Think tanks, banks upgrade PH growth forecast
MANILA, Philippines - Investment banks and think tanks upgraded their economic growth forecasts for the Philippines after it posted a stronger-than-expected gross domestic product (GDP) growth of 6.4 percent in the first quarter of the year.
New York-based think tank Global Source Partners upgraded the country’s GDP growth forecast to five percent instead of 4.5 percent this year after the domestic output expanded by 6.4 percent in the first quarter.
“Hence, we conservatively tweak our growth projection for 2012, from 4.5 percent to five percent, leaving the GDP forecast for 2013 unchanged at 5.5 percent,” former Finance undersecretary Romeo Bernardo and economist Margarita Gonzales said.
Bernardo and Gonzales stated in a market brief on the Philippines entitled “So Far, Really Good” that the strong GDP numbers in the first quarter would likely fuel the optimism we have noted in the business sector since the beginning of the year.
“Proof of robust domestic demand could certainly help counter some of the worries about a darkening outlook for the global economy, especially with continued financial turbulence coming from the euro zone and certain recession in a number of European economies,” they said.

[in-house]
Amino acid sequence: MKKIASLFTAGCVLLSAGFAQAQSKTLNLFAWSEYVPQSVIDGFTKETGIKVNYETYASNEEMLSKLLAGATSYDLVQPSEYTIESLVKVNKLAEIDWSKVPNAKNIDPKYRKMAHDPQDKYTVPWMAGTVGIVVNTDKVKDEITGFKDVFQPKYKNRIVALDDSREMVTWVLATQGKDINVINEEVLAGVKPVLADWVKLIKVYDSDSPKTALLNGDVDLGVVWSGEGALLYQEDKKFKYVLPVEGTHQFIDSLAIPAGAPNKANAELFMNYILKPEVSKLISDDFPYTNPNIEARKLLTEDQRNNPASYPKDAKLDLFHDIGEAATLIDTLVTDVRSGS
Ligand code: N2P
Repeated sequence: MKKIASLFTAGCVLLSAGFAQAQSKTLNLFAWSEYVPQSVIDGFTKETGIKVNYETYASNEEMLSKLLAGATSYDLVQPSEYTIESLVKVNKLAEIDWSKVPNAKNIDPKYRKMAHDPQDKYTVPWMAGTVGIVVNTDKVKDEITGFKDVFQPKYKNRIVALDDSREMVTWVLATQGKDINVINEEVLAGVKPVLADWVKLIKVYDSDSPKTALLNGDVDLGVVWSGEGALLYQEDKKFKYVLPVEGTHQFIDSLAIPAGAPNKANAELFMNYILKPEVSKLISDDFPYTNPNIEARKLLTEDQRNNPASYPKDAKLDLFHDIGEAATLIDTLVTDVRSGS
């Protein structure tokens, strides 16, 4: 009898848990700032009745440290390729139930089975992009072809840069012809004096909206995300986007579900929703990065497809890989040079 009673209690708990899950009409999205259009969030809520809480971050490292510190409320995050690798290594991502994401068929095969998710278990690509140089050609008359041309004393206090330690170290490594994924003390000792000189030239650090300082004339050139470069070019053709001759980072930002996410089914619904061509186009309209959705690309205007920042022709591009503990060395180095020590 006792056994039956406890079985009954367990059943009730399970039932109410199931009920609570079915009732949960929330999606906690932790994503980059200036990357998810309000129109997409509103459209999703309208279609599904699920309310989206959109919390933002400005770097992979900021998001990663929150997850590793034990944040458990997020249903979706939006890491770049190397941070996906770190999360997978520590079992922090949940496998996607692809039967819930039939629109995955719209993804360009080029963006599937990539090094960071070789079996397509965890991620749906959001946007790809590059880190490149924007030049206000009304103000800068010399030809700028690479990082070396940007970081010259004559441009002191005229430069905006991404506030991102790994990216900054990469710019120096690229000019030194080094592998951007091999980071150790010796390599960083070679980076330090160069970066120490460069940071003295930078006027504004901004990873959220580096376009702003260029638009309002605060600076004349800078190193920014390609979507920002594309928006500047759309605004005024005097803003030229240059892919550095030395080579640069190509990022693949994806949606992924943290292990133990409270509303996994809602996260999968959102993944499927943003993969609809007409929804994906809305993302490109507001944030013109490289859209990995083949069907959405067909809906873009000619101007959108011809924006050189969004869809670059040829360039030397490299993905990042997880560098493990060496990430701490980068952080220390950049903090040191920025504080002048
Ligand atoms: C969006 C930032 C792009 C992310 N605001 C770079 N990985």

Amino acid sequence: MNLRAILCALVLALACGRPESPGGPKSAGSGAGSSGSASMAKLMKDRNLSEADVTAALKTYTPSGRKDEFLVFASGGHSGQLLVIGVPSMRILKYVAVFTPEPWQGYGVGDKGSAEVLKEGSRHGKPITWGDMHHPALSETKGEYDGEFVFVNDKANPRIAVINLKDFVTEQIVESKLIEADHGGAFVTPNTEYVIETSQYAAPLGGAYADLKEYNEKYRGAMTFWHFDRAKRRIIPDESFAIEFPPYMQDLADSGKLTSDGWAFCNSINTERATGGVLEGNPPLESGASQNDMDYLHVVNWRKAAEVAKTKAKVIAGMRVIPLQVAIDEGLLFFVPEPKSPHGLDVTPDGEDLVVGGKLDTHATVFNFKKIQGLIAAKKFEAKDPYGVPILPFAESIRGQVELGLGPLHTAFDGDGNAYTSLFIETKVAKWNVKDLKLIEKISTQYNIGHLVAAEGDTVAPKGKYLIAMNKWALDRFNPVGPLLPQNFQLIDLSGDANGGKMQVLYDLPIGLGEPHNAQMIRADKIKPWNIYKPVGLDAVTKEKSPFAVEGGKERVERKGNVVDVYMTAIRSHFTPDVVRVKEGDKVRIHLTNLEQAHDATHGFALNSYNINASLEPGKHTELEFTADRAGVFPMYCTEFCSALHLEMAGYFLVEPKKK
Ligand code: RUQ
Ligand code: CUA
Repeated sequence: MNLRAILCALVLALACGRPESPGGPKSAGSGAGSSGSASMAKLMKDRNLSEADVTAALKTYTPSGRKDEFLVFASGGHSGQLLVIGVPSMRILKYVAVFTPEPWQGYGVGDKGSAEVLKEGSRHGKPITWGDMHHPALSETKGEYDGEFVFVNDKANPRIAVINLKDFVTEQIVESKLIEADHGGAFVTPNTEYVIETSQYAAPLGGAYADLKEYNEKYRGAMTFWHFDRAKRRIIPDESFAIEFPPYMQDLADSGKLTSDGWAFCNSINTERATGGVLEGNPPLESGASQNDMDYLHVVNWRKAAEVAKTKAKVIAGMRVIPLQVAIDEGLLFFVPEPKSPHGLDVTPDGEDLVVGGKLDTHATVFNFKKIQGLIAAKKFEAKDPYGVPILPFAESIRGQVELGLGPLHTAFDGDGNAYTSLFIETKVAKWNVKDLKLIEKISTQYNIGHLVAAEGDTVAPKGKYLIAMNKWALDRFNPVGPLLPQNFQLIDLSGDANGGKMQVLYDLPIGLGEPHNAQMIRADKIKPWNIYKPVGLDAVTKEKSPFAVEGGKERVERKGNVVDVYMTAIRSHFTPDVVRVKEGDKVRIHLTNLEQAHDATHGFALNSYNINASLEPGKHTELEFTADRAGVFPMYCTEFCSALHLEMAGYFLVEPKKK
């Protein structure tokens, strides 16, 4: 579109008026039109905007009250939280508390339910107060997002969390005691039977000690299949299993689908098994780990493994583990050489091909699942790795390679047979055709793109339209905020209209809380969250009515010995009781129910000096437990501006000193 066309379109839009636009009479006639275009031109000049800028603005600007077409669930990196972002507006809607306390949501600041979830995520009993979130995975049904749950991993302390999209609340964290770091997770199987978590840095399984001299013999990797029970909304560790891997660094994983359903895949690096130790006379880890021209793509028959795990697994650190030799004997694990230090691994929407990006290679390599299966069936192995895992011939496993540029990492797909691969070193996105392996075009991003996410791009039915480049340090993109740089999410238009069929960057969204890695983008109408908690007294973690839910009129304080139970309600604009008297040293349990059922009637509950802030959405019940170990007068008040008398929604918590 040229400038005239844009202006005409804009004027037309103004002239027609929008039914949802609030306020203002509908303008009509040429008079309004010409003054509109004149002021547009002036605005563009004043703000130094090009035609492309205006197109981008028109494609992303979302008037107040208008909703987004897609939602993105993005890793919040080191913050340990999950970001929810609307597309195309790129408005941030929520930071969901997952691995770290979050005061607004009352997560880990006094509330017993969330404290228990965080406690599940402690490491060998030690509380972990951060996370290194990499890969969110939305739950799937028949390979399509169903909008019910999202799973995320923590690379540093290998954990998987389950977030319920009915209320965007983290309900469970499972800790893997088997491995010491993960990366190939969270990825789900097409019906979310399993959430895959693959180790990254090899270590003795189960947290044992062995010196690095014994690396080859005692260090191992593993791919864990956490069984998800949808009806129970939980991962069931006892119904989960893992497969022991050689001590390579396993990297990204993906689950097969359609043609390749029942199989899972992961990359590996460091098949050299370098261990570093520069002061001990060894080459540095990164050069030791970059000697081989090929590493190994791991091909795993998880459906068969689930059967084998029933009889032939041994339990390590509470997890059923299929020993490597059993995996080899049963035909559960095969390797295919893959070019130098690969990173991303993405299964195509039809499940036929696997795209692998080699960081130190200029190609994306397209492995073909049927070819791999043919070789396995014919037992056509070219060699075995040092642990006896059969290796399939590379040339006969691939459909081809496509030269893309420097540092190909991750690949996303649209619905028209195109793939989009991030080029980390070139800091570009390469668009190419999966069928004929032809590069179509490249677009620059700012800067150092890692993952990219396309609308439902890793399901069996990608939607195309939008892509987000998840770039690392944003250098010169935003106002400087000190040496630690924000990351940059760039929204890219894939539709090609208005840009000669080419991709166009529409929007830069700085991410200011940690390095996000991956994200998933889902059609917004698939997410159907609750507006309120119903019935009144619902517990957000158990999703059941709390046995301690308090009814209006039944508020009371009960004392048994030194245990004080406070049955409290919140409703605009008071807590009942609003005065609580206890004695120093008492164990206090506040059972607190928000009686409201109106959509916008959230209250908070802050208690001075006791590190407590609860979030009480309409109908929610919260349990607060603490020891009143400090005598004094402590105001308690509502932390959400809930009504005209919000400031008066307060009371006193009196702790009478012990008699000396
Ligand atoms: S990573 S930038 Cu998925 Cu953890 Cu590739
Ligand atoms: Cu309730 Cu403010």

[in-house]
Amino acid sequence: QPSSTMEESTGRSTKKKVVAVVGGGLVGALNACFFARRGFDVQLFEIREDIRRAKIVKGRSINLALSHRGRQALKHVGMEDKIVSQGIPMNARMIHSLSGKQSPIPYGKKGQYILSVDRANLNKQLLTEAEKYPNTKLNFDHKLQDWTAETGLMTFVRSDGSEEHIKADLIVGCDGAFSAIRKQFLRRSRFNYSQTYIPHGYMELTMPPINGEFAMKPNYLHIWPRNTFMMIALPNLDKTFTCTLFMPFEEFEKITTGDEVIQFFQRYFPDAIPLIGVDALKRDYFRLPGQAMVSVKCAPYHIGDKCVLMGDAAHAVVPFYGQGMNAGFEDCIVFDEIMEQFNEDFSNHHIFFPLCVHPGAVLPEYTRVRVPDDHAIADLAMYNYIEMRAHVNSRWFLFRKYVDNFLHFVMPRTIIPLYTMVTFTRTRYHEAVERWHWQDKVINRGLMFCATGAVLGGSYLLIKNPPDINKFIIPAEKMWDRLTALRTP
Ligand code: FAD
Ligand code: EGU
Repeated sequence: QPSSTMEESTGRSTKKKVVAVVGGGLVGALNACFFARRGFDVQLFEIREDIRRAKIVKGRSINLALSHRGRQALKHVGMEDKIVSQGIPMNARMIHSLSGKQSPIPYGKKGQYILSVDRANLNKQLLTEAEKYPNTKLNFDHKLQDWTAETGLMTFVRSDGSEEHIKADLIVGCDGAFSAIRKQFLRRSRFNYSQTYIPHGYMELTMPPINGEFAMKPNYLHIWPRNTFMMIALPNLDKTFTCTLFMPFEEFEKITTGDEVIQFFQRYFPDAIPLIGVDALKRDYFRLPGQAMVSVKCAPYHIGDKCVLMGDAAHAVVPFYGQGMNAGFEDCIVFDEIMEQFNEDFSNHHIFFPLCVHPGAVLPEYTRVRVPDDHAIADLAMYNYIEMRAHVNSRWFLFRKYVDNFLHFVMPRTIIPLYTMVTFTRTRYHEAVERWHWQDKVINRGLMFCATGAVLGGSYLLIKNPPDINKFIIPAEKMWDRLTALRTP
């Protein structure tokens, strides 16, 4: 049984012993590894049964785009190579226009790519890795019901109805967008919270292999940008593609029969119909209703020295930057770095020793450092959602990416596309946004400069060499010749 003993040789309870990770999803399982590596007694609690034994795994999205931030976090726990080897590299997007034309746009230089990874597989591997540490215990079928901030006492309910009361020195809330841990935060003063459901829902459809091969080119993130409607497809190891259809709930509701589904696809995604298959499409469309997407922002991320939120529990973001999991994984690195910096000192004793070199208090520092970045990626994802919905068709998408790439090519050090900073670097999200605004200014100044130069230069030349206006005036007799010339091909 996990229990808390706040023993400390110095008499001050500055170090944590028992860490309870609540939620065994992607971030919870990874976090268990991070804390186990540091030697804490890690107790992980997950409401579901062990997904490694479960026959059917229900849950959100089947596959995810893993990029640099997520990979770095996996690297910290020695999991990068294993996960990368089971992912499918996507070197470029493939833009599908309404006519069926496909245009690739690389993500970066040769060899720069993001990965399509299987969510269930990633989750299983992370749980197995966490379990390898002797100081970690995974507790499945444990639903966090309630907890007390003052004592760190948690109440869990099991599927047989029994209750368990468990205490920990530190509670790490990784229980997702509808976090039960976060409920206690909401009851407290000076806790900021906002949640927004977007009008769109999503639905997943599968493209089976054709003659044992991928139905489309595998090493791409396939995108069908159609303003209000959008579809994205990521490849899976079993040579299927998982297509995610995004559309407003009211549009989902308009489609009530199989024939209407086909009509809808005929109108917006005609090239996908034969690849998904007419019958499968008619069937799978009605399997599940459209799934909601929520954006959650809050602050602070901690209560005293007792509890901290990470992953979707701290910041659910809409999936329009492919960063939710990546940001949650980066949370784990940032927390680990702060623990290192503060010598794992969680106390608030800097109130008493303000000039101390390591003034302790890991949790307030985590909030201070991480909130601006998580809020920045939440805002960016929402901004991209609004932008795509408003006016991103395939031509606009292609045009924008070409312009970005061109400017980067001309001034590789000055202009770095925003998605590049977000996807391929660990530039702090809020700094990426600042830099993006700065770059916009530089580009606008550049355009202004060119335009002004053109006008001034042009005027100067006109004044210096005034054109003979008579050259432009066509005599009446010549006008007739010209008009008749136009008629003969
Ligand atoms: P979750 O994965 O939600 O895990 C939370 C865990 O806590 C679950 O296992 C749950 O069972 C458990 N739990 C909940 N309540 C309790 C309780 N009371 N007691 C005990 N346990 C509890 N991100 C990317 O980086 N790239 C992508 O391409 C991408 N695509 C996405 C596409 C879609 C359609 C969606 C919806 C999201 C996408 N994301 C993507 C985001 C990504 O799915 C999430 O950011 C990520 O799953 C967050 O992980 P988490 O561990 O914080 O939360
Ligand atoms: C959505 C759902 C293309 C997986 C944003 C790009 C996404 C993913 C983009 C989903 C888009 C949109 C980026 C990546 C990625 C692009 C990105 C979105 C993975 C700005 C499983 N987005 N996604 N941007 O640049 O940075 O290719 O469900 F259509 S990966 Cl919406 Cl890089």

For 2013, Global Source decided to retain the revised GDP growth forecast at 5.5 percent.
Japanese-owned Nomura International (HK) Ltd said in its Daily Research Summary that it is now looking at a higher GDP growth of 5.1 percent instead of 4.6 percent this year.
Nomura said the 6.4 percent GDP growth in the first quarter of the year from the revised four percent in the fourth quarter of last year was fuelled by strong public sector spending and still-robust private consumption.
“We upgrade our 2012 GDP growth forecast to 5.1 percent from 4.6 percent as we believe these drivers will not only persist, but will also be augmented by faster increases in private investment owing to on-going reforms,” Nomura said.
For her part, London-based Barclays Capital Ltd economist Prakriti Sofat said the investment bank has raised the country’s GDP growth forecast to 5.5 percent instead of 4.2 percent this year
“Philippines GDP expanded by 6.4 percent year-on-year in the first quarter, much stronger than expected and compared with an upwardly revised four percent in the fourth quarter,” Sofat said.
The National Statistical Coordination Board (NSCB) reported that the country’s GDP grew by 6.4 percent in the first quarter from the revised four percent in the fourth quarter of last year.
The strong growth in the first quarter of the year was attributed to robust domestic demand, rebound in exports, and higher government spending.
The Cabinet-level Development Budget Coordination Committee (DBCC) sees the country’s GDP growing at a faster rate of five percent to six percent after slackening to four percent last year from 7.6 percent in 2010 due to weak global demand and cautious spending by the Aquino administration.